Wednesday, December 8, 2010
Another thing that bothered me is the big ol' gaposis between the steering neck and the front of the tank. It is even more pronounced on the big block bikes. Today, I cut out a couple of pieces of steel and welded them in place between the neck and the tank mounts. This will look much better than staring at the wiring harness and all of the other, assorted dohickeys under the tank. BH should step up their game and pay more attention to detail on bikes in this price range. There are new players now and their bikes have no loose ends whatsoever.
Another rider filled in the tank tunnel with a piece of expanded mesh. It looks pretty nice, but I have another idea. Mine's not, necessarily, better than his, just different. I want to be different, just like everyone else.
Tuesday, December 7, 2010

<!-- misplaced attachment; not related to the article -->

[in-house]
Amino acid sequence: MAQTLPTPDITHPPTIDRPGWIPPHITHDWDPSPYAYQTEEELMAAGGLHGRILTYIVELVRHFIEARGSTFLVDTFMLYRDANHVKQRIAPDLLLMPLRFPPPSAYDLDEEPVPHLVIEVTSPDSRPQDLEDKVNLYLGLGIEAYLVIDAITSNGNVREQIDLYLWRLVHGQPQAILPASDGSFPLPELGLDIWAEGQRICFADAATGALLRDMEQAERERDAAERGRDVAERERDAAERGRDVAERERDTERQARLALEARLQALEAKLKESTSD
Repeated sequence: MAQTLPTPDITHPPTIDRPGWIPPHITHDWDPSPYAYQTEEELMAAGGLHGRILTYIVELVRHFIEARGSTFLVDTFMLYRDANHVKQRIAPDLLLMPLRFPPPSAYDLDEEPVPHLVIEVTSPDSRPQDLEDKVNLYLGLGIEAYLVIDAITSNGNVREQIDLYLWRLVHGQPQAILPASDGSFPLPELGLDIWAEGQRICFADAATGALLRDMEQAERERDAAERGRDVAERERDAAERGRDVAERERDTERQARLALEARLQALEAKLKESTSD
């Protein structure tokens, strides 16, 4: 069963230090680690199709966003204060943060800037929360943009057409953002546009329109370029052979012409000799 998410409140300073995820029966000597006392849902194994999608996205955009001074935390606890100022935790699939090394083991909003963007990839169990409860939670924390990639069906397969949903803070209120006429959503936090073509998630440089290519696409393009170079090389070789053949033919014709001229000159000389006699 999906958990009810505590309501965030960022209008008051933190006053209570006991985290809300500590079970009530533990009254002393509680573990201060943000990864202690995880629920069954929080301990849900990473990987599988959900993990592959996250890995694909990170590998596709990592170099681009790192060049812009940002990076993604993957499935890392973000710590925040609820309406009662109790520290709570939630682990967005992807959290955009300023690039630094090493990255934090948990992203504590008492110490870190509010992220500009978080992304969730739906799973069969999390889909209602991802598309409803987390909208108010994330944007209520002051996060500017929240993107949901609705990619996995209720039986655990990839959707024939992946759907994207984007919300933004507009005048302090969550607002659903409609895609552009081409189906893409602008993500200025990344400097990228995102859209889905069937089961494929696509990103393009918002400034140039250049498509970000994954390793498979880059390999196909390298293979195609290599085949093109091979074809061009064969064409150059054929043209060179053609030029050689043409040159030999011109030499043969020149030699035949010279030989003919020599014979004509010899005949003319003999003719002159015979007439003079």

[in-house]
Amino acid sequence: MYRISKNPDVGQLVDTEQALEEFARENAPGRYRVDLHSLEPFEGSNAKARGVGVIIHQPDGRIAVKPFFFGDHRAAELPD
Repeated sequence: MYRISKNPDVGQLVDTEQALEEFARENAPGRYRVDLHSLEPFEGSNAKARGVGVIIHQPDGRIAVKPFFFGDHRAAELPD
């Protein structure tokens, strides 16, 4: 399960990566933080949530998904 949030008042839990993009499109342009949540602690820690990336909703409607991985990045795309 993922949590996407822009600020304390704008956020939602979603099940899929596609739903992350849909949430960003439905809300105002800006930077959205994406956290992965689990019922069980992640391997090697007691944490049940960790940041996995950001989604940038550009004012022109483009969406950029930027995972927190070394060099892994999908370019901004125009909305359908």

No, Dr Leary isn't back from the dead. While the bike is apart, I decided to add a drop out crossmember. This modification allows the oil pan to be removed without dismantling the bike. This is not my innovation. It has been done a number of times before I came along. I was advised by another Boss Hoss guru to use VW exhaust flanges. I went to my, local, muffler guy and asked for some. He said he cannot get them any longer because VWs are obsolete. He's been in the business for many years, so I didn't argue with him. I jumped online and found them for 8 bucks each. Now, Jack and Mary Ellen La Fong didn't raise any fools, so I saved my 32 clams and made my own out of a hunk of 2 X 1/8" flat stock that I already had. Hole sawed them out, drilled a 5/16" hole in each corner and there ya go. I could have made 2 or 3 hole flanges, but 4 holes was easier and faster. The, somewhat, tricky part was cutting the crossmember out. I remembered an old trick for cutting tubing nice and square freehanded. Wrap a worm drive hose clamp around the tube, snug it down and use the edge of the clamp as a guide. My Sawzall took a dump, so I used a jigsaw with a fine toothed metal cutting blade. This all needs to be done with the frame still bolted to the engine so alignment is maintained. The flanges were bolted together in pairs, slipped over the stubs on the frame and the severed crossmember was put back into place. The flanges were then slid so one was on the stub and the other was on the crossmember. After everything was square to the world, all four flanges were tacked in place. The crossmember was then removed and the flanges were securely welded in place from the inside for a clean look.